Effort Values, or EVs, are very important to Wi-Fi battling, as well as PS! battles, but you don't need to do any of the effort on PS. When you max out a Pokemon's EVs in Attack (by giving it 252 EVs), that means it has the best possible Attack (paired with a 31 IV in Attack Pokemon) so it can produce the maximum damage. However that isn't set in stone! Some Pokemon require EVs in different stats, like a mixed attacker needing EVs in Attack/Speed/HP/Special Attack, for example. Since you have 508 EVs (510 in total, two are pointless) you can use, you can distribute only 30 to Attack, 50 to Speed (to outrun a certain threat) and the rest in SpA and HP. You can play around in EVs as much as you want, and when you learn more about battling you can calculate what EVs you need for a certain threat a bit better by looking at the analyses on-site.

If you'd like to EV train a Pokemon in-game, the easiest way is by using S.O.S. battles or via the Poke Pelago. PokeRus (a super rare virus) will earn double the EVs for each battle, helping you EV train a Pokemon faster. There are plenty of guides available online to read more about these methods.

Which move should I use?
Moves are either Physical, Special or Status. Infernape, for example, can use Physical and Special attacks at the same time, such as Fire Blast and Close Combat (and it would use something like Naive so that it doesn't have to use Modest or Adamant, which would reduce its Special Attack or Attack, for example).

Other Pokemon have to stick to just using Special Attacks, such as Keldeo because its base Attack is too low to make use of. You can practice this in-game by getting a Pokemon, looking up an analysis, checking its Attack and Special Attack and decide whether you can afford to go mixed, or stick with either physical or special moves. That's often one of the most confusing things for new players because they might be used to doing whatever in-game in regards to moves, but becoming a competitive battler changes you and it'll be hard to start a game without caring about any of this. It'll just come naturally!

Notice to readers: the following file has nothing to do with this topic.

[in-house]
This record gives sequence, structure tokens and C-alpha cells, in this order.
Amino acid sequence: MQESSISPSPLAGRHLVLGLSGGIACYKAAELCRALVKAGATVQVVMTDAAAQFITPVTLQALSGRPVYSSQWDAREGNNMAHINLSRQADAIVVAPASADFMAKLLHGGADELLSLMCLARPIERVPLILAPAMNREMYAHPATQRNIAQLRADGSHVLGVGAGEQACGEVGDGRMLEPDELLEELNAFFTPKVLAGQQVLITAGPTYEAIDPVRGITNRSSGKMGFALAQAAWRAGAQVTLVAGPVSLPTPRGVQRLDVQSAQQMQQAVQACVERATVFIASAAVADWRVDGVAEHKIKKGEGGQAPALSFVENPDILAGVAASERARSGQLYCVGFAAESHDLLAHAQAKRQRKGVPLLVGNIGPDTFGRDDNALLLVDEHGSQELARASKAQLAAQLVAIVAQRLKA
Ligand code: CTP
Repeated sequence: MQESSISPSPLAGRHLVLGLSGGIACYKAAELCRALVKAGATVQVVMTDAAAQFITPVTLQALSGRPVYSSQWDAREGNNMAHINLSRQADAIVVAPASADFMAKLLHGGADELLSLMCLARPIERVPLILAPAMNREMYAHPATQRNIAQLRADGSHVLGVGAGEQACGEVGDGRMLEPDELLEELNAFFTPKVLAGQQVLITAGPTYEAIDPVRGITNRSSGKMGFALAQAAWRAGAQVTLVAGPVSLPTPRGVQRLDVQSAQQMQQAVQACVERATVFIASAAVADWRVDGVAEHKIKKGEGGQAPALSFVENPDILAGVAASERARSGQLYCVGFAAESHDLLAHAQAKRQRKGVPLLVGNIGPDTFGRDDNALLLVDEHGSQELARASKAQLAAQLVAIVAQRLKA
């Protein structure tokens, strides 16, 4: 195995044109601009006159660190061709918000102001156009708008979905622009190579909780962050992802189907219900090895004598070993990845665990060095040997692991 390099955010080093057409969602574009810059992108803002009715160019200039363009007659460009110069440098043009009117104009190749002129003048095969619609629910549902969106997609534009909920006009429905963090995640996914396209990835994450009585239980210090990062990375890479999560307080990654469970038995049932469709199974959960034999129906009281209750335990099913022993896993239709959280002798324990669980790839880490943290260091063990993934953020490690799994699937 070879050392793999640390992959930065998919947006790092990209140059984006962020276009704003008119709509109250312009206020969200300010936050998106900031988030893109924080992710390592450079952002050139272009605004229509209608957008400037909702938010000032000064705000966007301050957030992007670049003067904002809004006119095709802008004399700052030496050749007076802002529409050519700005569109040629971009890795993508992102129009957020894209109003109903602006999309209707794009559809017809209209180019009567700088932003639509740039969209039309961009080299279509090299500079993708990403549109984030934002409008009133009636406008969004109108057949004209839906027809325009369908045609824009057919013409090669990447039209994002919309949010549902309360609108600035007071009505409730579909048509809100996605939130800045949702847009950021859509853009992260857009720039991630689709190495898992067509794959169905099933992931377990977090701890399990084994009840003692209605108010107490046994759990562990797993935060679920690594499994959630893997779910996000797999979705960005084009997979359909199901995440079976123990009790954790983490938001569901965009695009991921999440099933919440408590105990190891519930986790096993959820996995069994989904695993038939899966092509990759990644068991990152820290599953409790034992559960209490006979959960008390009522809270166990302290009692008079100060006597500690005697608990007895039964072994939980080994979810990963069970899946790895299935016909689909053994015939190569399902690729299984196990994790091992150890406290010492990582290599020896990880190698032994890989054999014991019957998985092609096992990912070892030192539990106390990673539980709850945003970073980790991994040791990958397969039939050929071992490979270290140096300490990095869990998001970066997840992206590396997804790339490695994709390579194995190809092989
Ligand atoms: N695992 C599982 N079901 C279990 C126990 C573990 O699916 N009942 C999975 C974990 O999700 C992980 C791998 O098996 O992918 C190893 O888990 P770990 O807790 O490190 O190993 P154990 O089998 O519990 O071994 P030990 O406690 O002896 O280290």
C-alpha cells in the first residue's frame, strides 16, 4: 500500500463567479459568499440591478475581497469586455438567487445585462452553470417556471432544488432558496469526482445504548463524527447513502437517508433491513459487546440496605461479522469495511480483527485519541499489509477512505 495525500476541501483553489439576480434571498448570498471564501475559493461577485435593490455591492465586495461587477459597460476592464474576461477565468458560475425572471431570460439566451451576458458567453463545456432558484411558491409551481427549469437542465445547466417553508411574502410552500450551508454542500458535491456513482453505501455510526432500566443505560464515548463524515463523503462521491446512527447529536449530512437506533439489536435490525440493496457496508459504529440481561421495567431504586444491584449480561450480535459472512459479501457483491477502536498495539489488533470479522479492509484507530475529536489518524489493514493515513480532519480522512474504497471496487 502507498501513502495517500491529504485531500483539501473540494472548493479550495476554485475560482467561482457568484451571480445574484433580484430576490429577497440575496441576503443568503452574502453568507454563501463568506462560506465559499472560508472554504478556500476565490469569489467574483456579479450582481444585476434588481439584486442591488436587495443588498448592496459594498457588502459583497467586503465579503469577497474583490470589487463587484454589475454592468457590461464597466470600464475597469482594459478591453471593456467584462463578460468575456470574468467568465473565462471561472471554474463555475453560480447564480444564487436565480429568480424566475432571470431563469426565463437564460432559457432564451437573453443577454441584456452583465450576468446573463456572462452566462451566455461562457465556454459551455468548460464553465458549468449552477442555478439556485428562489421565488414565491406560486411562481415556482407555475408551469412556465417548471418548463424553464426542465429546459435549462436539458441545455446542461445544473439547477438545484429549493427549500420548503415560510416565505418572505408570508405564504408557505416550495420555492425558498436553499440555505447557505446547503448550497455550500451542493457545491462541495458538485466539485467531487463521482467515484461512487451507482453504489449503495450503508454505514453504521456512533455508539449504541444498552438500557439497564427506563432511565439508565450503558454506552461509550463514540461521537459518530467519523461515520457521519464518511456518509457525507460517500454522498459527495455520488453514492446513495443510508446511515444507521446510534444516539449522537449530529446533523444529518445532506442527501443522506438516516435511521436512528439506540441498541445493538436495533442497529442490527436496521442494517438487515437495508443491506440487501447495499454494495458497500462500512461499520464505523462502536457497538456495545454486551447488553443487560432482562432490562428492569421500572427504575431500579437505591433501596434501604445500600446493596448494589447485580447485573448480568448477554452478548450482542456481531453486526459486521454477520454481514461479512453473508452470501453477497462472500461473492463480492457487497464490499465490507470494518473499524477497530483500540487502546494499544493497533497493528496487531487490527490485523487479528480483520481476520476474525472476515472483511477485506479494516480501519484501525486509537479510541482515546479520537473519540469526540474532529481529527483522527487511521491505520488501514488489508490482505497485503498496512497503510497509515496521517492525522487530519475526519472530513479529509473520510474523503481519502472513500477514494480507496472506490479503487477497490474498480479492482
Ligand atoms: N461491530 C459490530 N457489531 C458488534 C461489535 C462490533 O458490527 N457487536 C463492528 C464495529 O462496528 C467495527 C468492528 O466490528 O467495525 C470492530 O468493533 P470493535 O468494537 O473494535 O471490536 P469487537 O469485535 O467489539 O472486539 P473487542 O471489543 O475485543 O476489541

What items are best in competitive battling?
Life Orb is one of the most popular items, as you lose 10% of your health but you gain an additional 30% of power. A lot of attacking Pokemon use this if they are switching moves often and want that extra power. Choice Band, Choice Scarf and Choice Specs are for Pokemon that have enough sweeping capability to remain locked into one move. Sometimes other Pokemon in your team can pass them boosts through Baton Pass, or defeat the main Pokemon that could possibly stop your sweep. Leftovers recovers a little damage after each attack and is mostly for Pokemon that don't intend to sweep (like Alomomola, which supports its team with Wish), although there are a quite a few exceptions to that. Assault Vest is also commonly used to enhance already massive Special Defense, making said Pokemon a special tank. Eviolite increases both defenses by 1.5x, and is used on not fully evolved Pokemon.